Senufo Fila Cloth
Researched and Conserved by Courtney Sturguess
All traditional Senufo fila cloth has three things in common: the mud-dying technique, the style of horizontal and vertical painted lines and signs, and connections with a diviner. Also known as Korhogo cloth (named for the village in which it is made), fila is used to show status, for good luck, and as a means of communication with the supernatural world following divination. These textiles are often recommended by Sando diviners (members of the Sandogo, the women’s divination society) as protective charms and as devices to appease or neutralize potentially malevolent bush spirits.
The three fila panels in this collection are very similar in their imagery. Fila Cloth Panel #1 includes the figure of a goat in the center flanked by a fish on each side, with a row of three birds below. In Fila Cloth Panel #2, the goat image is replaced with an androgynous human figure that likely represents a hunter; as in Panel #1, the figure is flanked by fish and has a row of birds below. In Fila Cloth Panel #3, a male human figure is surrounded by five birds; however, the two birds flanking the human figure are different from the row of birds below, their wings and tails instead resembling those of the fish in the previous panels.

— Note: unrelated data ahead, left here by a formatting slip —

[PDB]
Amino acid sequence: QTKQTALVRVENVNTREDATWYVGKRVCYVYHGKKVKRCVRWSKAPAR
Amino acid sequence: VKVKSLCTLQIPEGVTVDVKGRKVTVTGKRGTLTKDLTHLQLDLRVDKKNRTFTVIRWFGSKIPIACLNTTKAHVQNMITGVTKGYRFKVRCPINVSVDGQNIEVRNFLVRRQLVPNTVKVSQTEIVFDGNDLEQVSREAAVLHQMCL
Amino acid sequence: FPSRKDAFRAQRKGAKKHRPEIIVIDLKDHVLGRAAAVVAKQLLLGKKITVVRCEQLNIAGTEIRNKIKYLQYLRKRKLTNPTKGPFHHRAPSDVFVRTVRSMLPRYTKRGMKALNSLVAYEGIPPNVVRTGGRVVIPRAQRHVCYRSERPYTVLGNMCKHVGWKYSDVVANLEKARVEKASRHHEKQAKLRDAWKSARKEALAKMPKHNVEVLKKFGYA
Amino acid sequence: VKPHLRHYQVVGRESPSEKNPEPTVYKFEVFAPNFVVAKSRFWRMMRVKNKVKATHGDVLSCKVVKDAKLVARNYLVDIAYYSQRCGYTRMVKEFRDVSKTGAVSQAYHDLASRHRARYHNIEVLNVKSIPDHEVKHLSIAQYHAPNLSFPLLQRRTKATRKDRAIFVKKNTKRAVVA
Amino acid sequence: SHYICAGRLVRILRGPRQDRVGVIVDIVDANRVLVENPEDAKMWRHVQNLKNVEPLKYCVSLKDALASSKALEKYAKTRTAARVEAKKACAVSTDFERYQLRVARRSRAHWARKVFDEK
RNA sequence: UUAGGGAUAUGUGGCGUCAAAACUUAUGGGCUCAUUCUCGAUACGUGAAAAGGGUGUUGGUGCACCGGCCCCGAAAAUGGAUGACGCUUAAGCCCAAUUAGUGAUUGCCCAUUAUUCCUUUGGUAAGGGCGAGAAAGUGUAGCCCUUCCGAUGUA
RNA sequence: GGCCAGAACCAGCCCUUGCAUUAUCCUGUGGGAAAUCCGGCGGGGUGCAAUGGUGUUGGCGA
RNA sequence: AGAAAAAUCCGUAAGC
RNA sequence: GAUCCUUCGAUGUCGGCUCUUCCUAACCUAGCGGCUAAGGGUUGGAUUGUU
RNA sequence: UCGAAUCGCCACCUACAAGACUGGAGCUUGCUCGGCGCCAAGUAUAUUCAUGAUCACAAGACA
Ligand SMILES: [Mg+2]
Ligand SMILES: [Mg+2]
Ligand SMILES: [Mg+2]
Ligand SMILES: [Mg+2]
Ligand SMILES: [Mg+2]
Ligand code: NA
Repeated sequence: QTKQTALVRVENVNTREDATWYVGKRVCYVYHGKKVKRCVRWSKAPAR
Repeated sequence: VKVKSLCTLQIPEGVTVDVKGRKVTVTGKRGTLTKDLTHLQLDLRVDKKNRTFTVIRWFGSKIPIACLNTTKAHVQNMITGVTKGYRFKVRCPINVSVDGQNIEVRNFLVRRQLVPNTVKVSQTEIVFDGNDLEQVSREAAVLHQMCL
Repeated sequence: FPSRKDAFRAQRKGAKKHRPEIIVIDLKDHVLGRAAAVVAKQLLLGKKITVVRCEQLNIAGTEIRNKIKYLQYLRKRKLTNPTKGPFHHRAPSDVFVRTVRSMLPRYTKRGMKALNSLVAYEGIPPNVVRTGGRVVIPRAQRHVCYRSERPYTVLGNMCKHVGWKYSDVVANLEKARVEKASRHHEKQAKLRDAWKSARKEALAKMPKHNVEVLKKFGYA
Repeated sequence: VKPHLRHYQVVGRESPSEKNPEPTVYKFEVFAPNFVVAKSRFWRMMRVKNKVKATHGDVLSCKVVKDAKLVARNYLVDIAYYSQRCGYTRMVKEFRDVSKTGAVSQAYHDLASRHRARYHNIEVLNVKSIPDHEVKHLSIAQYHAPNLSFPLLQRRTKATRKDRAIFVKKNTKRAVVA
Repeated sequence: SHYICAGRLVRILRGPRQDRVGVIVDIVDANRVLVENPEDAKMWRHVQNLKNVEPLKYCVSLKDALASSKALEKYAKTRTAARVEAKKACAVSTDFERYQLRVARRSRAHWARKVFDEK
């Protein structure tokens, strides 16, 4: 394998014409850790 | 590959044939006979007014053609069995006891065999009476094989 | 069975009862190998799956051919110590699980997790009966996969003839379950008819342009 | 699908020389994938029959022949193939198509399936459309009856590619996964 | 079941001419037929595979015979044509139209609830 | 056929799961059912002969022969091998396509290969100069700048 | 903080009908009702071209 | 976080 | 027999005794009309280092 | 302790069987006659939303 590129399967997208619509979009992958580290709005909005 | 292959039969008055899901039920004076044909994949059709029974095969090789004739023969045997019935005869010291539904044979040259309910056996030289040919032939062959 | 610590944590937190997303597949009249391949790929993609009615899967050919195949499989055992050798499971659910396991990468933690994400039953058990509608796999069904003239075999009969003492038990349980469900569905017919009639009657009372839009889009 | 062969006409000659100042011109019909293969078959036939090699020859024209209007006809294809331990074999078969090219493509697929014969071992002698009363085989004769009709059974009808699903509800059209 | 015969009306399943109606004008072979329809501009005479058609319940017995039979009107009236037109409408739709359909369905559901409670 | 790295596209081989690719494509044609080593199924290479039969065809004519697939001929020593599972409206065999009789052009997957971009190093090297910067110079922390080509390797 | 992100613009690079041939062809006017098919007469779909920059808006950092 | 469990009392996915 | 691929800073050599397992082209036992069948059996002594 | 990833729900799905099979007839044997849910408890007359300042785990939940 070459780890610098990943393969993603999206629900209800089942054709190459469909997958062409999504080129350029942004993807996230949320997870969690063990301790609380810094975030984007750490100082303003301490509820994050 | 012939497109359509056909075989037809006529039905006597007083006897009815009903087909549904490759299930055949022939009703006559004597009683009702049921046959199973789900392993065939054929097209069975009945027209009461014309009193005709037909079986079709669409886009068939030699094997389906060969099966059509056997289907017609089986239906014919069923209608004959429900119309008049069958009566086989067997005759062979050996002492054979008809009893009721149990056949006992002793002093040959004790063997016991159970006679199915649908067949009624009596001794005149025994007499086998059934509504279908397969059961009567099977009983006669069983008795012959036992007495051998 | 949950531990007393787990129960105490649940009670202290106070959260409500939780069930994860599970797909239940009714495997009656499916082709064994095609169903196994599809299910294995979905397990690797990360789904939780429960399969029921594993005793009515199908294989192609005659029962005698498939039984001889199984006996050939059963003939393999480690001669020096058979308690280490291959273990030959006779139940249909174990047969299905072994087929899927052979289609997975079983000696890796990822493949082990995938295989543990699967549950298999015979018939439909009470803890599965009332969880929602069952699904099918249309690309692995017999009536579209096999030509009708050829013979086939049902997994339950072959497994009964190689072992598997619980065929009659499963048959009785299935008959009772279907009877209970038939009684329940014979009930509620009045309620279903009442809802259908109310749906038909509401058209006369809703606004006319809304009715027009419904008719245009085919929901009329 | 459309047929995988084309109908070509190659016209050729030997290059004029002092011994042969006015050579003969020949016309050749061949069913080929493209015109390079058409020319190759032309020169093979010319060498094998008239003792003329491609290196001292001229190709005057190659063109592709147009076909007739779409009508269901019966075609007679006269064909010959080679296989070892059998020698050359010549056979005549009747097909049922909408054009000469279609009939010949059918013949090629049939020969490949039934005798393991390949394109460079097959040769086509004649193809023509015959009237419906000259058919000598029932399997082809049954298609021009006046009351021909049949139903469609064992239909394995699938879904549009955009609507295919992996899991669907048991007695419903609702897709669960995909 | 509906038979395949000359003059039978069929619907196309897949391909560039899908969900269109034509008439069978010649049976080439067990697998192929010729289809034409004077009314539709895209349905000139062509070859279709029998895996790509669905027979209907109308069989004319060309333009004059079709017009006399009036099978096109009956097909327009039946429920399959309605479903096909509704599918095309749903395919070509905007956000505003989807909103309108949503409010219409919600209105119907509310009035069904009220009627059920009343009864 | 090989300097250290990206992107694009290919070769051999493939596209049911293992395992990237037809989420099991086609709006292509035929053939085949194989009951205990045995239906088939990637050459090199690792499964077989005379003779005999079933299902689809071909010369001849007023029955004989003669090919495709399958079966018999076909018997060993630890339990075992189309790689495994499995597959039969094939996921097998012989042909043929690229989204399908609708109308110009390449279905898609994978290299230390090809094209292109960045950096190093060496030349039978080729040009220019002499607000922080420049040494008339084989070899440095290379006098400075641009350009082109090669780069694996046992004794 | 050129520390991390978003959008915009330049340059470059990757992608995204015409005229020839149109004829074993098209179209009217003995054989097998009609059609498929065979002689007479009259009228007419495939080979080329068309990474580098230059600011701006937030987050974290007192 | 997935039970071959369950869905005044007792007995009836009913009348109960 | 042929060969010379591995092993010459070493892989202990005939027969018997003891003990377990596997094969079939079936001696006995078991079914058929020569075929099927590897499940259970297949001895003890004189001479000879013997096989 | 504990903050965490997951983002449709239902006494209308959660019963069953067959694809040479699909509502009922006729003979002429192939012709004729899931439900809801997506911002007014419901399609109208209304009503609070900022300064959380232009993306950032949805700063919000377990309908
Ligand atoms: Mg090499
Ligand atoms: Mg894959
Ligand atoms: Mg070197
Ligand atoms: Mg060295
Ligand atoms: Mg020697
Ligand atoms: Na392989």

All of these animals are highly symbolic in Senufo imagery. The goat seen in Panel #1 is a strong symbol of male prowess, and it is therefore in parallel with the image of the hunter in the other two panels. The bird is one of the main characters in the Senufo creation story and is symbolic of freedom; the birds in these panels likely represent swallows and possibly chickens, which additionally symbolize grace, fertility, and interdependence. The fish, when depicted with the bones exposed, can indicate bareness; however, when the fish is depicted whole, as it is in Panels #1 and #2, it is a symbol for vitality and abundance.
While these three panels are good representations of traditional fila cloth, they were likely made for the tourist trade because they take the form of stretched panels for display–when fila is traditionally used for clothing. Fila is typically worn by hunters as protection from harm; not only are the symbols on fila spiritually significant, but the designs allow them to blend into their surroundings, serving as camouflage. Fila is also commonly used in rites of passage; it is made into graduation robes for men coming of age in the Poro (the men’s secret society), and it is made into skirts for young girls preparing for marriage. Children also wear fila cloth masks for funeral ceremonies, and the cloth is used to cover the bodies of male and female elders at their funerals.